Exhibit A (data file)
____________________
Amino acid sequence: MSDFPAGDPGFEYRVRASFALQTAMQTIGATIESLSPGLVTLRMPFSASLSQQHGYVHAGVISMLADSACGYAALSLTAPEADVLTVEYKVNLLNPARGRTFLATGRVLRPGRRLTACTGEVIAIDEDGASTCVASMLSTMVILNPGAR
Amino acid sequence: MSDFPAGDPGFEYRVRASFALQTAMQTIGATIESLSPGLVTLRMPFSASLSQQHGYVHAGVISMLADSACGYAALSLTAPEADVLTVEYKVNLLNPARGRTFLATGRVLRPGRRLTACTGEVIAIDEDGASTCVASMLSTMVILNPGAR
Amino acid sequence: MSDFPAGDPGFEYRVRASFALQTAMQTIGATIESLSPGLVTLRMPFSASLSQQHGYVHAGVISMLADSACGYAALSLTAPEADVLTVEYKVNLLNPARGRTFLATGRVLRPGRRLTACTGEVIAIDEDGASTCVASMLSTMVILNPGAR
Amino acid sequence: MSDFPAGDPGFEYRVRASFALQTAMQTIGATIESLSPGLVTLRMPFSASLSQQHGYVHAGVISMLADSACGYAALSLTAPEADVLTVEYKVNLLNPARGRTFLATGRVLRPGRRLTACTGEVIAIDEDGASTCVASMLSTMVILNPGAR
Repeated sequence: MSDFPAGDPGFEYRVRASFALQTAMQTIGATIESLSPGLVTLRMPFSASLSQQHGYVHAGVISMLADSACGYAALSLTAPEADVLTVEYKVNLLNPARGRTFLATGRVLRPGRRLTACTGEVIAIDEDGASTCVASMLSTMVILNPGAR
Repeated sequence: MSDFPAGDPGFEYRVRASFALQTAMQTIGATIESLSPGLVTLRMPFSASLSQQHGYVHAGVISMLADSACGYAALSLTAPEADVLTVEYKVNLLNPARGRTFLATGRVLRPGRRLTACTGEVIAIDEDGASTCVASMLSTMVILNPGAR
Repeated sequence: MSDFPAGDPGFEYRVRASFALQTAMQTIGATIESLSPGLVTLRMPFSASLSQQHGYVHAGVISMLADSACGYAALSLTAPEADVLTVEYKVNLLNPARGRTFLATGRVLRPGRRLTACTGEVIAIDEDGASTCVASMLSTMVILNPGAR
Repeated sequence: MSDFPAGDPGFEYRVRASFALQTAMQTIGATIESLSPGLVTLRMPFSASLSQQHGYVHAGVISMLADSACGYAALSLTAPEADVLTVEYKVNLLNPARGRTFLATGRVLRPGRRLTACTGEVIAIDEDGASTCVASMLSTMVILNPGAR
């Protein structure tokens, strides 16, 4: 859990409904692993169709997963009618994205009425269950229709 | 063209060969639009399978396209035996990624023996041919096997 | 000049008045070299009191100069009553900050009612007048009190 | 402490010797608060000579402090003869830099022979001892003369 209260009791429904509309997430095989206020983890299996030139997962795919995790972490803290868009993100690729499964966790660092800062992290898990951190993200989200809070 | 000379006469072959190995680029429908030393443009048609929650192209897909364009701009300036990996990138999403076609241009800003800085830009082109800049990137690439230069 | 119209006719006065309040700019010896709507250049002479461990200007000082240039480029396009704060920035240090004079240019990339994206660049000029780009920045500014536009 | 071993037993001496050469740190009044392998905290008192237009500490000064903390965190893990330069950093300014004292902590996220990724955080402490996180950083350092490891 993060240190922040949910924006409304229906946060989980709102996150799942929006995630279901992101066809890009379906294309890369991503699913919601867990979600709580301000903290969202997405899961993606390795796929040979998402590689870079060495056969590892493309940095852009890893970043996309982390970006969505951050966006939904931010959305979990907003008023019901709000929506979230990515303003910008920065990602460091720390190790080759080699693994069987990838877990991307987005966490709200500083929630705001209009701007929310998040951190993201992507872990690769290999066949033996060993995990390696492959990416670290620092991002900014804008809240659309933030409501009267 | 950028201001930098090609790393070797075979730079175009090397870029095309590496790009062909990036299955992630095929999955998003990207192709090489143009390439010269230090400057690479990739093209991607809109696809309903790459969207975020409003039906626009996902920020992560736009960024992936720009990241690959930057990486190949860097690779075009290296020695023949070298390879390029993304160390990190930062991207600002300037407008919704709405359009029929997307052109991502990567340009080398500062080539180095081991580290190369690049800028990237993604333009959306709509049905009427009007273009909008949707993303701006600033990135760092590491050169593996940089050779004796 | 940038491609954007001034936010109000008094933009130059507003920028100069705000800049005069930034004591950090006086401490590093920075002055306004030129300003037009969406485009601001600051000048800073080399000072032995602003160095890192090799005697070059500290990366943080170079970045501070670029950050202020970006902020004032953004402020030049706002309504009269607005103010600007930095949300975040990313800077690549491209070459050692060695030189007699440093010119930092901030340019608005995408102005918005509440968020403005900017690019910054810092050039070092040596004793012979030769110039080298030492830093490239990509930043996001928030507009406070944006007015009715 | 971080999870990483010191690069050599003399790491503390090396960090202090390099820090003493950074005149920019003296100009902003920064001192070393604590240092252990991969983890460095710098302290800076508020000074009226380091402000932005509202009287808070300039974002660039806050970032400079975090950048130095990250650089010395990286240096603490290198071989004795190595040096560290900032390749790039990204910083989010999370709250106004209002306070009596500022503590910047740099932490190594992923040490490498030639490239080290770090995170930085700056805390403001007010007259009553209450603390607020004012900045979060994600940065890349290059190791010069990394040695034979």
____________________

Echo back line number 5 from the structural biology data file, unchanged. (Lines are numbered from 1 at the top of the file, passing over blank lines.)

Repeated sequence: MSDFPAGDPGFEYRVRASFALQTAMQTIGATIESLSPGLVTLRMPFSASLSQQHGYVHAGVISMLADSACGYAALSLTAPEADVLTVEYKVNLLNPARGRTFLATGRVLRPGRRLTACTGEVIAIDEDGASTCVASMLSTMVILNPGAR